A magazine owned by billionaire Michael Bloomberg recently reported on workers’ declining share of national income. “Why don’t workers get the full benefit of rising productivity? No one has good answers,” it stated, to the merriment of left Twitter. A raft of memes reminded Bloomberg Businessweek of the lessons of Piketty, Marx, and political economy generally. Of course capitalism is going to disproportionately reward the owners of the means of production. Surplus value helps r > g, those gains are partially reinvested in the political system, which produces even more inequality—self-reinforcing domination without end, amen.
On the other hand, there are many varieties of capitalism. Some states are much better at democratizing financial security than others. The US and UK are both savagely unequal societies, but at least the latter has a National Health Service. Germany and France do more than either the US or UK to reduce inequality through taxes. Timing matters, too: the US of the mid-1960s had far more hope of durable egalitarianism than the US of the mid 2010s. As David Grewal has argued, “Understanding why r > g has generally held — and why it briefly did not — requires an account of capitalism as a socioeconomic system structured through law.” And we cannot tell that story without, as Angela Harris argues, looking at the role of race in structuring both economic and political opportunity.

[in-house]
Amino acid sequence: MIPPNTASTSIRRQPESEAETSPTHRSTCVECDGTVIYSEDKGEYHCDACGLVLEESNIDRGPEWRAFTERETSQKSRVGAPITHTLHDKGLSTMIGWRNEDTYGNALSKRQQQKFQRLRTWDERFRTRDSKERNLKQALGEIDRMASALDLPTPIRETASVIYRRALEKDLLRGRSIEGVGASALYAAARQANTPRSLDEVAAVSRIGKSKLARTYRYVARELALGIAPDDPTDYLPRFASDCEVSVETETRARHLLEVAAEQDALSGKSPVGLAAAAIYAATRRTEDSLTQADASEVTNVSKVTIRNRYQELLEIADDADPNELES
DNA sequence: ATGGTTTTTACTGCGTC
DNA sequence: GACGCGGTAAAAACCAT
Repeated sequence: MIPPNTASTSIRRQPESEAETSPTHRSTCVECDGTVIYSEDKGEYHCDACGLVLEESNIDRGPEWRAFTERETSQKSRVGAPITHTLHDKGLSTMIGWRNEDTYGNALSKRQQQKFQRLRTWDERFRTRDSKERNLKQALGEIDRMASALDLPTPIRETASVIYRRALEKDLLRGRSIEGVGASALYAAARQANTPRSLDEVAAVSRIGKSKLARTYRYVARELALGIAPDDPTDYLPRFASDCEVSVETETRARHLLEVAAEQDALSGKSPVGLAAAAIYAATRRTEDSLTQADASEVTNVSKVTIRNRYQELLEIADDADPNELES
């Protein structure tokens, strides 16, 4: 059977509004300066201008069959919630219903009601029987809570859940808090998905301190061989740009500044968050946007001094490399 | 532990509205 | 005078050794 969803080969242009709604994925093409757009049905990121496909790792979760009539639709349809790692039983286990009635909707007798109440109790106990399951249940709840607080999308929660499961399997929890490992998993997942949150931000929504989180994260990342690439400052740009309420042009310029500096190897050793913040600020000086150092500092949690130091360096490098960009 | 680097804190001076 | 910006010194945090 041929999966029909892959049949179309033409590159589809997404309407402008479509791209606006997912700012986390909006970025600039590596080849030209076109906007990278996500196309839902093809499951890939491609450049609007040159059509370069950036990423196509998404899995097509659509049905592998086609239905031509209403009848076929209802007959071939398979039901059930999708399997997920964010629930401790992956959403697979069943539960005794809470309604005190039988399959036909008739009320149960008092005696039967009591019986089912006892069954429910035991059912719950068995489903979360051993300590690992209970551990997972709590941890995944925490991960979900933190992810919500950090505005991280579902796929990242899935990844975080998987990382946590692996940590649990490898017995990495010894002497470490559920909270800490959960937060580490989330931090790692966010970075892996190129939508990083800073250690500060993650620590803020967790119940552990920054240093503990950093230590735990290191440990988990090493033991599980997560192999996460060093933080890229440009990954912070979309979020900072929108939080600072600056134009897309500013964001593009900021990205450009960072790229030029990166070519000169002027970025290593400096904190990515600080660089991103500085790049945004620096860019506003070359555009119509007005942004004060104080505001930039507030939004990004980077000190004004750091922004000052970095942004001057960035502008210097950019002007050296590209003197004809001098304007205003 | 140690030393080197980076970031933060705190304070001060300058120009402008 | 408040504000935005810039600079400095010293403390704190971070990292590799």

Harris’s post focuses on the history of exploitative relations between central and peripheral powers. She argues:
Part of the mission of “law and political economy,” as I see it, is to broaden our investigation of the relationship between “race” and “economics” both spatially and temporally – beyond the bounds of America as a nation-state, and beyond slavery as a starting point. The proposition is that race is foundational to “law,” to “the political,” and to “the economy.”
Both social science graduate schools, and law schools, can use the pursuit of parsimony as an excuse to abstract away from the racial context of so much of what we study. Harris is right to bring race to the center. Many of the works she cites should be in the canon of law and political economy. They help us better explain the past, while illuminating troubling trends of the present. We need to elevate research that does this vital work, exposing the role of racecraft in distracting individuals from their real interests, to pursue some contrived purity or superiority.